He was born in the townland of Mallabraca near the town of Dunmanway in West Cork on March 12, 1877 and was a member of the Church of Ireland
He had four brothers and two sisters. Willie was the eldest then Mary, Jack, Dick, Paul (who married a Roman Catholic and whose son became a Roman Catholic priest), Sam and Elizabeth. The Maguires farmed 200 acres (0.81 km2) of land. However this figure is misleading as only approximately 80 acres were arable land. The translation of the townland Mallabraca is "land of the little hillocks", Today, 2016, most of the land is devoted to forestry. In Ireland, forestry is usually planted on less fertile land.
He went to school in the Model School in the local town Dunmanway and then to the national school in Ardfield.This school run by Master Madden specialised in preparing its pupils for the UK Civil Service and Post Office examinations. Madden was part of a long tradition of Irish nationalism and he had a field next to the school where pupils could play Gaelic football. The school was very successful and became known as the "University of the Mountains" because the place name Ardfield can be literally translated as the "place on the high ground". At the age of 20, Maguire passed the exams for the UK Post Office
It is frequently suggested that this is the same school Michael Collins later attended, but this is contradicted by the best local historian of the school.
He then took a job in the British Civil Service in London. Maguire joined and captained the successful London Hibernians Gaelic football team to several All-Ireland finals between 1900 and 1904.
In 1907 he went into the administration of the London GAA, becoming the Chairman of the London County Board and a regular delegate to the Annual Congress of the GAA. He later became a trustee of Croke Park. Coincidentally, Vice-Chairman of the London County Board was Liam MacCarthy who gave his name to the All-Ireland Senior Hurling Championship Cup.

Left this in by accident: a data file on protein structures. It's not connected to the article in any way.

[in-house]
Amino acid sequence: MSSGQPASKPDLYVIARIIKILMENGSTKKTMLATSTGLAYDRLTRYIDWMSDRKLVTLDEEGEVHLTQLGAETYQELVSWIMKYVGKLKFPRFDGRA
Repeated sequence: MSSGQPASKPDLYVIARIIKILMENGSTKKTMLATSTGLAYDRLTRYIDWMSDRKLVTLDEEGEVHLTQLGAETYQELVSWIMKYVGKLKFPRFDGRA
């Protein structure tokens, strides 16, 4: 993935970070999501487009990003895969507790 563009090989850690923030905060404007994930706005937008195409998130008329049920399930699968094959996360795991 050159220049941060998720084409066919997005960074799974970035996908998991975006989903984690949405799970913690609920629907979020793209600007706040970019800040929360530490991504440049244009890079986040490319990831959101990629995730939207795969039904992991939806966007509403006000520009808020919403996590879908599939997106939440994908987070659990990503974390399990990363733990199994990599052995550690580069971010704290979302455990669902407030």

He is also remembered in the political sphere for recruiting the nationalist leader Michael Collins to the Irish Republican Brotherhood in 1909 and for many years was one of Collins right hand men. As Collins's chief intelligence officer in London, Maguire became the centre of Scotland Yard's investigation into the assassination of Sir Henry Wilson. Maguire was tipped off and fled to Dublin in December 1923 where he got a job in the newly established Irish civil service. Because of his political opinions and his sympathies to the Anti-Treaty forces, he quickly clashed with his superiors and was dismissed.
Cork-based Margaret Walsh, who has written Sam Maguire: The Enigmatic Man Behind Ireland's Most Prestigious Trophy, says that "what became of him was very sad". "In 1924, he was sacked and deprived of his pension. They (the Irish Government) gave him £100 and that was it. "In 1925, he came back to west Cork to live. He then developed TB and died in penury in 1927 aged 49. They say that he died of a broken heart and penniless," she says.
He is buried in the cemetery of Saint Mary's in Dunmanway. A Celtic cross was raised over his grave with a simple inscription
Erected to the memory of Samuel Maguire, Mallabraca who died 6th February 1927 by the people of Dunmanway and his numerous friends throughout Ireland and England in recognition of his love for his country.
Dunmanway's Dohenys GAA club named their home pitch Sam Maguire Park in his honour, and the club's under-age teams joined with the Randal Og Club compete under the moniker "Sam Maguires". On 15 September 2002, a statue of Sam Maguire was unveiled as the centrepiece of a new €500,000 plaza in Dunmanway's town centre.
The Sam Maguire Cup was designed and presented to the Gaelic Athletic Association in 1928 in his honour after his death in 1927. The cup cost £300 in 1928 (equivalent to €26,395 now). After it had been commissioned by the committee under the chairmanship of Dr Pat McCartan, the task of making the cup was given to Hopkins and Hopkins, a jewellers and watchmakers, of O'Connell Bridge, Dublin.
The silver cup was crafted, on behalf of Hopkins and Hopkins, by the silversmith Matthew J. Staunton of D'Olier Street, Dublin.
Kildare was the first county to win the Sam Maguire cup after defeating Cavan 2–6 to 2–5 in 1928. The cup was replaced in 1988, Meath being the first recipient of "Sam Óg" after a defeat of Cork.